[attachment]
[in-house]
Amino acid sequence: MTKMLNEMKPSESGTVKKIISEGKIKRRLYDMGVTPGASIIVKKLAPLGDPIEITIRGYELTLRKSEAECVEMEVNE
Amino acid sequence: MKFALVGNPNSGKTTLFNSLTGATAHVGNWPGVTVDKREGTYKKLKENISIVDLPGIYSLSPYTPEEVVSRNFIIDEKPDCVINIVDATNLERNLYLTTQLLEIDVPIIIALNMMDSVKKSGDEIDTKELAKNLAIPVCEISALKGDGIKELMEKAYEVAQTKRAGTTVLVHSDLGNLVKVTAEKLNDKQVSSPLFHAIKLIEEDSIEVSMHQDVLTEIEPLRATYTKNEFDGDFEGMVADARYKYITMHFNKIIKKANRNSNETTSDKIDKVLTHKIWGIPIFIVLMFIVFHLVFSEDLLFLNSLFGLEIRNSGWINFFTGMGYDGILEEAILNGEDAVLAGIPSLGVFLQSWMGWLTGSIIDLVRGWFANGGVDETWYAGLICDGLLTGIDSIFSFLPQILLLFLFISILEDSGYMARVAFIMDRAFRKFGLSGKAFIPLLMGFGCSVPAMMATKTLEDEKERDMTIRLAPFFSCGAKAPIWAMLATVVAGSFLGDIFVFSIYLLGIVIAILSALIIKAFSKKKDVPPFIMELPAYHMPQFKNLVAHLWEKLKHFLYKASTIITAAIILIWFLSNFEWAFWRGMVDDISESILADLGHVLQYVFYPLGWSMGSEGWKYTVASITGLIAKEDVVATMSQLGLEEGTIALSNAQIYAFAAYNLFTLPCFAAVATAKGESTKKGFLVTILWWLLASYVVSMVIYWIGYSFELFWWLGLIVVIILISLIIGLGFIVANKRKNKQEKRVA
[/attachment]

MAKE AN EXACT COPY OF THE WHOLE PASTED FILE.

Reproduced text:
[in-house]
Amino acid sequence: MTKMLNEMKPSESGTVKKIISEGKIKRRLYDMGVTPGASIIVKKLAPLGDPIEITIRGYELTLRKSEAECVEMEVNE
Amino acid sequence: MKFALVGNPNSGKTTLFNSLTGATAHVGNWPGVTVDKREGTYKKLKENISIVDLPGIYSLSPYTPEEVVSRNFIIDEKPDCVINIVDATNLERNLYLTTQLLEIDVPIIIALNMMDSVKKSGDEIDTKELAKNLAIPVCEISALKGDGIKELMEKAYEVAQTKRAGTTVLVHSDLGNLVKVTAEKLNDKQVSSPLFHAIKLIEEDSIEVSMHQDVLTEIEPLRATYTKNEFDGDFEGMVADARYKYITMHFNKIIKKANRNSNETTSDKIDKVLTHKIWGIPIFIVLMFIVFHLVFSEDLLFLNSLFGLEIRNSGWINFFTGMGYDGILEEAILNGEDAVLAGIPSLGVFLQSWMGWLTGSIIDLVRGWFANGGVDETWYAGLICDGLLTGIDSIFSFLPQILLLFLFISILEDSGYMARVAFIMDRAFRKFGLSGKAFIPLLMGFGCSVPAMMATKTLEDEKERDMTIRLAPFFSCGAKAPIWAMLATVVAGSFLGDIFVFSIYLLGIVIAILSALIIKAFSKKKDVPPFIMELPAYHMPQFKNLVAHLWEKLKHFLYKASTIITAAIILIWFLSNFEWAFWRGMVDDISESILADLGHVLQYVFYPLGWSMGSEGWKYTVASITGLIAKEDVVATMSQLGLEEGTIALSNAQIYAFAAYNLFTLPCFAAVATAKGESTKKGFLVTILWWLLASYVVSMVIYWIGYSFELFWWLGLIVVIILISLIIGLGFIVANKRKNKQEKRVA